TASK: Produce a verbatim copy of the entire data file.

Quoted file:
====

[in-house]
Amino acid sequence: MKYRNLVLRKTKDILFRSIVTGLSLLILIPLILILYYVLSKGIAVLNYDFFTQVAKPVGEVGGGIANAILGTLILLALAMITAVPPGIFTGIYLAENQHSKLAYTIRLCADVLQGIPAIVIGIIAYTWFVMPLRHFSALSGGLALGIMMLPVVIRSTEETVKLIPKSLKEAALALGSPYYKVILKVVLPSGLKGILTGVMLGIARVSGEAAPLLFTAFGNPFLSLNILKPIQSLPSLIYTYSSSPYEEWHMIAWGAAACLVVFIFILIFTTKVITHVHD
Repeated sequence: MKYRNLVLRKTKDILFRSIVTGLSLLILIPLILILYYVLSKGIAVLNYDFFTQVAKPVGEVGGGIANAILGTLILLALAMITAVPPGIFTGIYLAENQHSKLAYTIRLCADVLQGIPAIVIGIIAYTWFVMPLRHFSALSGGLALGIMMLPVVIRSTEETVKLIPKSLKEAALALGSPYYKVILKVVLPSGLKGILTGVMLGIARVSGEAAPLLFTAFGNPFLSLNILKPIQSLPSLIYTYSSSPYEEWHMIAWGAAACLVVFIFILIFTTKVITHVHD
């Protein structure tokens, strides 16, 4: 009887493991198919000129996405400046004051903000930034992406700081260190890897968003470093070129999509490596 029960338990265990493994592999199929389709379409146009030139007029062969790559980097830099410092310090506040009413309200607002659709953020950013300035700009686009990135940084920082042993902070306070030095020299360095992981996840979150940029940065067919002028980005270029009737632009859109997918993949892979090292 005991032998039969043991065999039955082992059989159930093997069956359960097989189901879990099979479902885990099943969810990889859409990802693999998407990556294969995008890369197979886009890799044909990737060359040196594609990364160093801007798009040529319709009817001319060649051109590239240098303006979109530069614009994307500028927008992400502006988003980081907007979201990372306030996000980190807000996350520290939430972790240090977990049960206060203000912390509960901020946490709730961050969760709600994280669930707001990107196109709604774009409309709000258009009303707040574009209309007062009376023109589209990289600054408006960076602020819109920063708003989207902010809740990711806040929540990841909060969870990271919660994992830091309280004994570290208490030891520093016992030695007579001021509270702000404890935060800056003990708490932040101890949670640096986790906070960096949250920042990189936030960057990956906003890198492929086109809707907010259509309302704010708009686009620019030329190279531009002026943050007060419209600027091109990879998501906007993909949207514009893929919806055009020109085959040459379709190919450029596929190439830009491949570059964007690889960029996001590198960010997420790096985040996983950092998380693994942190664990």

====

[in-house]
Amino acid sequence: MKYRNLVLRKTKDILFRSIVTGLSLLILIPLILILYYVLSKGIAVLNYDFFTQVAKPVGEVGGGIANAILGTLILLALAMITAVPPGIFTGIYLAENQHSKLAYTIRLCADVLQGIPAIVIGIIAYTWFVMPLRHFSALSGGLALGIMMLPVVIRSTEETVKLIPKSLKEAALALGSPYYKVILKVVLPSGLKGILTGVMLGIARVSGEAAPLLFTAFGNPFLSLNILKPIQSLPSLIYTYSSSPYEEWHMIAWGAAACLVVFIFILIFTTKVITHVHD
Repeated sequence: MKYRNLVLRKTKDILFRSIVTGLSLLILIPLILILYYVLSKGIAVLNYDFFTQVAKPVGEVGGGIANAILGTLILLALAMITAVPPGIFTGIYLAENQHSKLAYTIRLCADVLQGIPAIVIGIIAYTWFVMPLRHFSALSGGLALGIMMLPVVIRSTEETVKLIPKSLKEAALALGSPYYKVILKVVLPSGLKGILTGVMLGIARVSGEAAPLLFTAFGNPFLSLNILKPIQSLPSLIYTYSSSPYEEWHMIAWGAAACLVVFIFILIFTTKVITHVHD
């Protein structure tokens, strides 16, 4: 009887493991198919000129996405400046004051903000930034992406700081260190890897968003470093070129999509490596 029960338990265990493994592999199929389709379409146009030139007029062969790559980097830099410092310090506040009413309200607002659709953020950013300035700009686009990135940084920082042993902070306070030095020299360095992981996840979150940029940065067919002028980005270029009737632009859109997918993949892979090292 005991032998039969043991065999039955082992059989159930093997069956359960097989189901879990099979479902885990099943969810990889859409990802693999998407990556294969995008890369197979886009890799044909990737060359040196594609990364160093801007798009040529319709009817001319060649051109590239240098303006979109530069614009994307500028927008992400502006988003980081907007979201990372306030996000980190807000996350520290939430972790240090977990049960206060203000912390509960901020946490709730961050969760709600994280669930707001990107196109709604774009409309709000258009009303707040574009209309007062009376023109589209990289600054408006960076602020819109920063708003989207902010809740990711806040929540990841909060969870990271919660994992830091309280004994570290208490030891520093016992030695007579001021509270702000404890935060800056003990708490932040101890949670640096986790906070960096949250920042990189936030960057990956906003890198492929086109809707907010259509309302704010708009686009620019030329190279531009002026943050007060419209600027091109990879998501906007993909949207514009893929919806055009020109085959040459379709190919450029596929190439830009491949570059964007690889960029996001590198960010997420790096985040996983950092998380693994942190664990």